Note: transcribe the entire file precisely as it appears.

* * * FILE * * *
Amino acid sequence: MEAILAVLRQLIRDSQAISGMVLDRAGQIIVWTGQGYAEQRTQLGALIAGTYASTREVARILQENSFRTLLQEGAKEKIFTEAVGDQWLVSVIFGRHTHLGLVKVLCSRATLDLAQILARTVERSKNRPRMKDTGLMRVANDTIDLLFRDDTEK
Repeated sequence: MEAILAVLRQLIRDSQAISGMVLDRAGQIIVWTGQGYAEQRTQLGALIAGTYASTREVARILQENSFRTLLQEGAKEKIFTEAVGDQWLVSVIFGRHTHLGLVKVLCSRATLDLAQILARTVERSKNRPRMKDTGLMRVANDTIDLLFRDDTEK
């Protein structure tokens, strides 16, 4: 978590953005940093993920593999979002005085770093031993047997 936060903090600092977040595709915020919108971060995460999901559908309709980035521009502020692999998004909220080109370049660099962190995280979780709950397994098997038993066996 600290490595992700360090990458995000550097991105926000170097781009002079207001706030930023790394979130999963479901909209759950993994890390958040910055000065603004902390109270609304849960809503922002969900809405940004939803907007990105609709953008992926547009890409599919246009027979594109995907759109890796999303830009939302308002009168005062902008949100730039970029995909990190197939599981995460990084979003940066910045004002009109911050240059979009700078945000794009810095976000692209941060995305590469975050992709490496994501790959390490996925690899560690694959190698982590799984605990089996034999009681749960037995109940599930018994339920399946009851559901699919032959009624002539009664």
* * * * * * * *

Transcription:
Amino acid sequence: MEAILAVLRQLIRDSQAISGMVLDRAGQIIVWTGQGYAEQRTQLGALIAGTYASTREVARILQENSFRTLLQEGAKEKIFTEAVGDQWLVSVIFGRHTHLGLVKVLCSRATLDLAQILARTVERSKNRPRMKDTGLMRVANDTIDLLFRDDTEK
Repeated sequence: MEAILAVLRQLIRDSQAISGMVLDRAGQIIVWTGQGYAEQRTQLGALIAGTYASTREVARILQENSFRTLLQEGAKEKIFTEAVGDQWLVSVIFGRHTHLGLVKVLCSRATLDLAQILARTVERSKNRPRMKDTGLMRVANDTIDLLFRDDTEK
């Protein structure tokens, strides 16, 4: 978590953005940093993920593999979002005085770093031993047997 936060903090600092977040595709915020919108971060995460999901559908309709980035521009502020692999998004909220080109370049660099962190995280979780709950397994098997038993066996 600290490595992700360090990458995000550097991105926000170097781009002079207001706030930023790394979130999963479901909209759950993994890390958040910055000065603004902390109270609304849960809503922002969900809405940004939803907007990105609709953008992926547009890409599919246009027979594109995907759109890796999303830009939302308002009168005062902008949100730039970029995909990190197939599981995460990084979003940066910045004002009109911050240059979009700078945000794009810095976000692209941060995305590469975050992709490496994501790959390490996925690899560690694959190698982590799984605990089996034999009681749960037995109940599930018994339920399946009851559901699919032959009624002539009664």